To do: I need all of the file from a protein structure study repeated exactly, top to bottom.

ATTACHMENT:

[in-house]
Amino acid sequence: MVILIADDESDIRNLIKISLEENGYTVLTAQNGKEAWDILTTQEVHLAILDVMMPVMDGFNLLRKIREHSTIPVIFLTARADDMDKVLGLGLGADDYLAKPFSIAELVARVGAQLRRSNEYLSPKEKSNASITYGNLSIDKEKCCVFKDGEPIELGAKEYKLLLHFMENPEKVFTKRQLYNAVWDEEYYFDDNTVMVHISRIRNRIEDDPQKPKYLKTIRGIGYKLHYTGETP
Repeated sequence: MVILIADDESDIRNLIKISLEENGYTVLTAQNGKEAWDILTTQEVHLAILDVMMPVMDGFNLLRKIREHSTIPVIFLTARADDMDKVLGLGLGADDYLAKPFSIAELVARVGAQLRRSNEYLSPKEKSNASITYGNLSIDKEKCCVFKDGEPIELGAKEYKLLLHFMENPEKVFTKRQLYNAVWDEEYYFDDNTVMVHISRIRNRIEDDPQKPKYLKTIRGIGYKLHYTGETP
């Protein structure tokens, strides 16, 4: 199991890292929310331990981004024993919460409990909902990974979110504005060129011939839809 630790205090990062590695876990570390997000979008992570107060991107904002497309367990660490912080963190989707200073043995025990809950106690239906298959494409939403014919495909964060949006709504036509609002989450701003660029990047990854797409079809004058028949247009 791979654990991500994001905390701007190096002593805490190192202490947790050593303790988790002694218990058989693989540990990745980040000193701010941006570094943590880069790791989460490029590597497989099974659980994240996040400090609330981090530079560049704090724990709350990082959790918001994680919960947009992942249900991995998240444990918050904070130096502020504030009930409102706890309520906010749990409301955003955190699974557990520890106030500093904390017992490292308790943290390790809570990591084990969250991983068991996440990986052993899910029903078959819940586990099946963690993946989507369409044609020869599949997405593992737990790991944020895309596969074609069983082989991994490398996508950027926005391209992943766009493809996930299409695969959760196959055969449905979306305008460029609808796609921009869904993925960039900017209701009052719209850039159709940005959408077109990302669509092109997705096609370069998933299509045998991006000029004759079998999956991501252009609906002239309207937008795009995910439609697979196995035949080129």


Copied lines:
[in-house]
Amino acid sequence: MVILIADDESDIRNLIKISLEENGYTVLTAQNGKEAWDILTTQEVHLAILDVMMPVMDGFNLLRKIREHSTIPVIFLTARADDMDKVLGLGLGADDYLAKPFSIAELVARVGAQLRRSNEYLSPKEKSNASITYGNLSIDKEKCCVFKDGEPIELGAKEYKLLLHFMENPEKVFTKRQLYNAVWDEEYYFDDNTVMVHISRIRNRIEDDPQKPKYLKTIRGIGYKLHYTGETP
Repeated sequence: MVILIADDESDIRNLIKISLEENGYTVLTAQNGKEAWDILTTQEVHLAILDVMMPVMDGFNLLRKIREHSTIPVIFLTARADDMDKVLGLGLGADDYLAKPFSIAELVARVGAQLRRSNEYLSPKEKSNASITYGNLSIDKEKCCVFKDGEPIELGAKEYKLLLHFMENPEKVFTKRQLYNAVWDEEYYFDDNTVMVHISRIRNRIEDDPQKPKYLKTIRGIGYKLHYTGETP
């Protein structure tokens, strides 16, 4: 199991890292929310331990981004024993919460409990909902990974979110504005060129011939839809 630790205090990062590695876990570390997000979008992570107060991107904002497309367990660490912080963190989707200073043995025990809950106690239906298959494409939403014919495909964060949006709504036509609002989450701003660029990047990854797409079809004058028949247009 791979654990991500994001905390701007190096002593805490190192202490947790050593303790988790002694218990058989693989540990990745980040000193701010941006570094943590880069790791989460490029590597497989099974659980994240996040400090609330981090530079560049704090724990709350990082959790918001994680919960947009992942249900991995998240444990918050904070130096502020504030009930409102706890309520906010749990409301955003955190699974557990520890106030500093904390017992490292308790943290390790809570990591084990969250991983068991996440990986052993899910029903078959819940586990099946963690993946989507369409044609020869599949997405593992737990790991944020895309596969074609069983082989991994490398996508950027926005391209992943766009493809996930299409695969959760196959055969449905979306305008460029609808796609921009869904993925960039900017209701009052719209850039159709940005959408077109990302669509092109997705096609370069998933299509045998991006000029004759079998999956991501252009609906002239309207937008795009995910439609697979196995035949080129």